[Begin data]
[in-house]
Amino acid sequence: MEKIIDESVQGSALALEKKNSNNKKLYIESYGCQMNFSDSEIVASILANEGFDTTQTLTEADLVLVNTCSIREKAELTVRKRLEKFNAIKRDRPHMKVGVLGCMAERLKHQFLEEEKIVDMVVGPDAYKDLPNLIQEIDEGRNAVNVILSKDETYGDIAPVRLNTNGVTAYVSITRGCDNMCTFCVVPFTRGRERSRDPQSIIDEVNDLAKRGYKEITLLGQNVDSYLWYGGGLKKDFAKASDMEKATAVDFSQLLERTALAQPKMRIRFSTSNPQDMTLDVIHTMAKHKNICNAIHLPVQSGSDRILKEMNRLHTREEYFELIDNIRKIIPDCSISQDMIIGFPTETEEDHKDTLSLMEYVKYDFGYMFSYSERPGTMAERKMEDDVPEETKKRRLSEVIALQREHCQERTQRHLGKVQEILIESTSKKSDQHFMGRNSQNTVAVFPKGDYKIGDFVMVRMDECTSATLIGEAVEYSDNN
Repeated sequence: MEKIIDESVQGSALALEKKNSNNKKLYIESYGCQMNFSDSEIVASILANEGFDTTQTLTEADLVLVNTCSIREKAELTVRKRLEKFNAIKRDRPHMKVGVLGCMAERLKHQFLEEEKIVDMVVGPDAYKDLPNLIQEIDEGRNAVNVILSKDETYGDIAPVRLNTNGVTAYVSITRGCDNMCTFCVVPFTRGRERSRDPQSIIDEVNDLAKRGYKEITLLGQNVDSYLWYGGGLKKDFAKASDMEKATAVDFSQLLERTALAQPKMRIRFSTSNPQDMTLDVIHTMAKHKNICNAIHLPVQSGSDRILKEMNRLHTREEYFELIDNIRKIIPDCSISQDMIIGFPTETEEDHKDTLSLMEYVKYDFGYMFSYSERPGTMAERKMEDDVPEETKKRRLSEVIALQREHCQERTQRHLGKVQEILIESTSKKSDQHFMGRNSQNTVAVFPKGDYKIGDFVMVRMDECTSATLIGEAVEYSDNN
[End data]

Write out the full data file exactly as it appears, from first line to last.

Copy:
[in-house]
Amino acid sequence: MEKIIDESVQGSALALEKKNSNNKKLYIESYGCQMNFSDSEIVASILANEGFDTTQTLTEADLVLVNTCSIREKAELTVRKRLEKFNAIKRDRPHMKVGVLGCMAERLKHQFLEEEKIVDMVVGPDAYKDLPNLIQEIDEGRNAVNVILSKDETYGDIAPVRLNTNGVTAYVSITRGCDNMCTFCVVPFTRGRERSRDPQSIIDEVNDLAKRGYKEITLLGQNVDSYLWYGGGLKKDFAKASDMEKATAVDFSQLLERTALAQPKMRIRFSTSNPQDMTLDVIHTMAKHKNICNAIHLPVQSGSDRILKEMNRLHTREEYFELIDNIRKIIPDCSISQDMIIGFPTETEEDHKDTLSLMEYVKYDFGYMFSYSERPGTMAERKMEDDVPEETKKRRLSEVIALQREHCQERTQRHLGKVQEILIESTSKKSDQHFMGRNSQNTVAVFPKGDYKIGDFVMVRMDECTSATLIGEAVEYSDNN
Repeated sequence: MEKIIDESVQGSALALEKKNSNNKKLYIESYGCQMNFSDSEIVASILANEGFDTTQTLTEADLVLVNTCSIREKAELTVRKRLEKFNAIKRDRPHMKVGVLGCMAERLKHQFLEEEKIVDMVVGPDAYKDLPNLIQEIDEGRNAVNVILSKDETYGDIAPVRLNTNGVTAYVSITRGCDNMCTFCVVPFTRGRERSRDPQSIIDEVNDLAKRGYKEITLLGQNVDSYLWYGGGLKKDFAKASDMEKATAVDFSQLLERTALAQPKMRIRFSTSNPQDMTLDVIHTMAKHKNICNAIHLPVQSGSDRILKEMNRLHTREEYFELIDNIRKIIPDCSISQDMIIGFPTETEEDHKDTLSLMEYVKYDFGYMFSYSERPGTMAERKMEDDVPEETKKRRLSEVIALQREHCQERTQRHLGKVQEILIESTSKKSDQHFMGRNSQNTVAVFPKGDYKIGDFVMVRMDECTSATLIGEAVEYSDNN